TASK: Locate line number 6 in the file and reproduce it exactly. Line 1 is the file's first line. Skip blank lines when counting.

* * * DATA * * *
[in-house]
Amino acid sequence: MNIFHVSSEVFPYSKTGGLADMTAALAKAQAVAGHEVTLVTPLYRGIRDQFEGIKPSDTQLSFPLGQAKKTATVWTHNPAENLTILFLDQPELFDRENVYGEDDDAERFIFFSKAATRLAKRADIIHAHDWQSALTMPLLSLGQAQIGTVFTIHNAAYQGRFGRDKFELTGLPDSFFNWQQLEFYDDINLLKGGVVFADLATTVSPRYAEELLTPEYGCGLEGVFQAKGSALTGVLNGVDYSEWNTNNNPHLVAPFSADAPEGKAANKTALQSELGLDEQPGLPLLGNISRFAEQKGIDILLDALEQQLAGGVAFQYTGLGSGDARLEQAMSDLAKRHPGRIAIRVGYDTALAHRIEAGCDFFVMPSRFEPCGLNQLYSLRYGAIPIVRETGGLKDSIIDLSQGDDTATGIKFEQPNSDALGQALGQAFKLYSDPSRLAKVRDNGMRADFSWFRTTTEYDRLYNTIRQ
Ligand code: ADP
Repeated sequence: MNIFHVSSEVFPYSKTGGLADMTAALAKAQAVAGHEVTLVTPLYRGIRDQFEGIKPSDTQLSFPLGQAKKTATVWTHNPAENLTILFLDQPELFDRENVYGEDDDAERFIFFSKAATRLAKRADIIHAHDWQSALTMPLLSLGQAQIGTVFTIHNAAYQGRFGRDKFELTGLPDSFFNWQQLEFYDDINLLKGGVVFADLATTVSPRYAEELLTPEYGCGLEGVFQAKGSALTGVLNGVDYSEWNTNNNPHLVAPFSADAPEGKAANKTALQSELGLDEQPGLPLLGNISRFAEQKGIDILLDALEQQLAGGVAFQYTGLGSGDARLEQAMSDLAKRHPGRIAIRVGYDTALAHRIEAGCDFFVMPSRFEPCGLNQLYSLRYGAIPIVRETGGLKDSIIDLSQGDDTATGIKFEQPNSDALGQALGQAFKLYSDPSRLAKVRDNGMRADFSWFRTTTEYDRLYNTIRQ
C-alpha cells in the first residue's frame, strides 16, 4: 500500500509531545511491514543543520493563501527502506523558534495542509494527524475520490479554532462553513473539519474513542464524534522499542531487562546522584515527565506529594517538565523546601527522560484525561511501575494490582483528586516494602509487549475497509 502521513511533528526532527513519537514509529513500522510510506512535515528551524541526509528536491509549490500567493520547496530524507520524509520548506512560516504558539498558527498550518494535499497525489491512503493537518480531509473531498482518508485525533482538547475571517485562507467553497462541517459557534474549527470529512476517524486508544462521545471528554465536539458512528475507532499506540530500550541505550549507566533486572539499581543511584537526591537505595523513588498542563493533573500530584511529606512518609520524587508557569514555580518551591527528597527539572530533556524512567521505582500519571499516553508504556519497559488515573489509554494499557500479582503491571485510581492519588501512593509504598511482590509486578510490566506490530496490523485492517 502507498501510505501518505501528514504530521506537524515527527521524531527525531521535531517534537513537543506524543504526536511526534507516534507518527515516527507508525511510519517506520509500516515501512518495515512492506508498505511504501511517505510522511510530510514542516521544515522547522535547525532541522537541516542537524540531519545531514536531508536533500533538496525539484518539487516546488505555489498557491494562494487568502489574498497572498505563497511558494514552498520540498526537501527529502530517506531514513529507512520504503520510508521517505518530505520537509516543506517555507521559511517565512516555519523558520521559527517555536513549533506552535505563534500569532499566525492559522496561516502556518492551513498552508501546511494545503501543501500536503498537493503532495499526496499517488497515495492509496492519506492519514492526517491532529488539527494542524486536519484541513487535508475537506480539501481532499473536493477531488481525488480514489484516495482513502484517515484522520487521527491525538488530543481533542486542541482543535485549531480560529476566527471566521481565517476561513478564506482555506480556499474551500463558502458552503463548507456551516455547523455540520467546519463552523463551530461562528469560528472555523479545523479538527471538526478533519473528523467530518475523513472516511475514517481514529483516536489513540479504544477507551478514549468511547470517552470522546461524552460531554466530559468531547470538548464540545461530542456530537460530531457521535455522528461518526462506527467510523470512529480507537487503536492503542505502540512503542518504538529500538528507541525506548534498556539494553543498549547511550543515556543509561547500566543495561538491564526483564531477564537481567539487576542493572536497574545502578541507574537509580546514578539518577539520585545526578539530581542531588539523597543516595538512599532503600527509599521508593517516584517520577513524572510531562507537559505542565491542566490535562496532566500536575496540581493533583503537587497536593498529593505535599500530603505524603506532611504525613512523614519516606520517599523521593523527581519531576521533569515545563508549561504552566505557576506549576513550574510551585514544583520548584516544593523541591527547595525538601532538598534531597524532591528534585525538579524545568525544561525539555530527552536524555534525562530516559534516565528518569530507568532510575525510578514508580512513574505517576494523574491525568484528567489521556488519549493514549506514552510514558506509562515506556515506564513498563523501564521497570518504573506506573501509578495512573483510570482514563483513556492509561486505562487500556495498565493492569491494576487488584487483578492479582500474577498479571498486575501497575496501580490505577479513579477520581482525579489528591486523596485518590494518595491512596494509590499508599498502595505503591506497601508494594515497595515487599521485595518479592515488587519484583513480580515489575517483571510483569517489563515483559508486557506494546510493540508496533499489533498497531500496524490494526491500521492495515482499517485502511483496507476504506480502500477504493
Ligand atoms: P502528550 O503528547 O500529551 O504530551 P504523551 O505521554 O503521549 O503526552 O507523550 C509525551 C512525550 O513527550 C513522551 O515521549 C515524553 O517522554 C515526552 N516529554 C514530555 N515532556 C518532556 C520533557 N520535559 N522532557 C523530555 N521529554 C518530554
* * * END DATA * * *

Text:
Ligand atoms: P502528550 O503528547 O500529551 O504530551 P504523551 O505521554 O503521549 O503526552 O507523550 C509525551 C512525550 O513527550 C513522551 O515521549 C515524553 O517522554 C515526552 N516529554 C514530555 N515532556 C518532556 C520533557 N520535559 N522532557 C523530555 N521529554 C518530554